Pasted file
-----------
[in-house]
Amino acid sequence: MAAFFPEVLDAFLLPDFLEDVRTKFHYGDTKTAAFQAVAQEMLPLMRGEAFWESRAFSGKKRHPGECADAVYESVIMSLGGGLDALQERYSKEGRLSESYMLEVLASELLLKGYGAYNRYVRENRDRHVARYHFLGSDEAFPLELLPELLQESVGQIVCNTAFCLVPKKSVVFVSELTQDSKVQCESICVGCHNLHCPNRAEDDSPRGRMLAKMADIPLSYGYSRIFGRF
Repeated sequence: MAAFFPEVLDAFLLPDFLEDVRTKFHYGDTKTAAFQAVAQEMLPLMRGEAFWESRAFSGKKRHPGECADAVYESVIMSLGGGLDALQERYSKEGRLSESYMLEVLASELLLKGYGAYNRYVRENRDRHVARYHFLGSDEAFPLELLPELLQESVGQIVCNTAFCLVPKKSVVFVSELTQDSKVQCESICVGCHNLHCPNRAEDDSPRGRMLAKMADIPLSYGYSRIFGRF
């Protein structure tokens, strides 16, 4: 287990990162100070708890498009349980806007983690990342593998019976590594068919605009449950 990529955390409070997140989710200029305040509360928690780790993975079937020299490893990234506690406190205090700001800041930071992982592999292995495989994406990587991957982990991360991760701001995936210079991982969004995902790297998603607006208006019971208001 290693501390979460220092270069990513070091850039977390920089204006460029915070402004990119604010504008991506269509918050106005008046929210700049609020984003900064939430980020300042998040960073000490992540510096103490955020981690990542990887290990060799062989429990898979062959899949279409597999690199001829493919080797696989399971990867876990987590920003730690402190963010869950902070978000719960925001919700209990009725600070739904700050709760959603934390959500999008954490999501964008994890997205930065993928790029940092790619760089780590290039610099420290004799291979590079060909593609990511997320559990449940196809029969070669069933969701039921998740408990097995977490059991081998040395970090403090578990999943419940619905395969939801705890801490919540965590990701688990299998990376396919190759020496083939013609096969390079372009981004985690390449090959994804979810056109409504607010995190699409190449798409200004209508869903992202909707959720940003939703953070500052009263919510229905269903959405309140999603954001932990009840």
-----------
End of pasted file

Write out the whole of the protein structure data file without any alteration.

[in-house]
Amino acid sequence: MAAFFPEVLDAFLLPDFLEDVRTKFHYGDTKTAAFQAVAQEMLPLMRGEAFWESRAFSGKKRHPGECADAVYESVIMSLGGGLDALQERYSKEGRLSESYMLEVLASELLLKGYGAYNRYVRENRDRHVARYHFLGSDEAFPLELLPELLQESVGQIVCNTAFCLVPKKSVVFVSELTQDSKVQCESICVGCHNLHCPNRAEDDSPRGRMLAKMADIPLSYGYSRIFGRF
Repeated sequence: MAAFFPEVLDAFLLPDFLEDVRTKFHYGDTKTAAFQAVAQEMLPLMRGEAFWESRAFSGKKRHPGECADAVYESVIMSLGGGLDALQERYSKEGRLSESYMLEVLASELLLKGYGAYNRYVRENRDRHVARYHFLGSDEAFPLELLPELLQESVGQIVCNTAFCLVPKKSVVFVSELTQDSKVQCESICVGCHNLHCPNRAEDDSPRGRMLAKMADIPLSYGYSRIFGRF
């Protein structure tokens, strides 16, 4: 287990990162100070708890498009349980806007983690990342593998019976590594068919605009449950 990529955390409070997140989710200029305040509360928690780790993975079937020299490893990234506690406190205090700001800041930071992982592999292995495989994406990587991957982990991360991760701001995936210079991982969004995902790297998603607006208006019971208001 290693501390979460220092270069990513070091850039977390920089204006460029915070402004990119604010504008991506269509918050106005008046929210700049609020984003900064939430980020300042998040960073000490992540510096103490955020981690990542990887290990060799062989429990898979062959899949279409597999690199001829493919080797696989399971990867876990987590920003730690402190963010869950902070978000719960925001919700209990009725600070739904700050709760959603934390959500999008954490999501964008994890997205930065993928790029940092790619760089780590290039610099420290004799291979590079060909593609990511997320559990449940196809029969070669069933969701039921998740408990097995977490059991081998040395970090403090578990999943419940619905395969939801705890801490919540965590990701688990299998990376396919190759020496083939013609096969390079372009981004985690390449090959994804979810056109409504607010995190699409190449798409200004209508869903992202909707959720940003939703953070500052009263919510229905269903959405309140999603954001932990009840």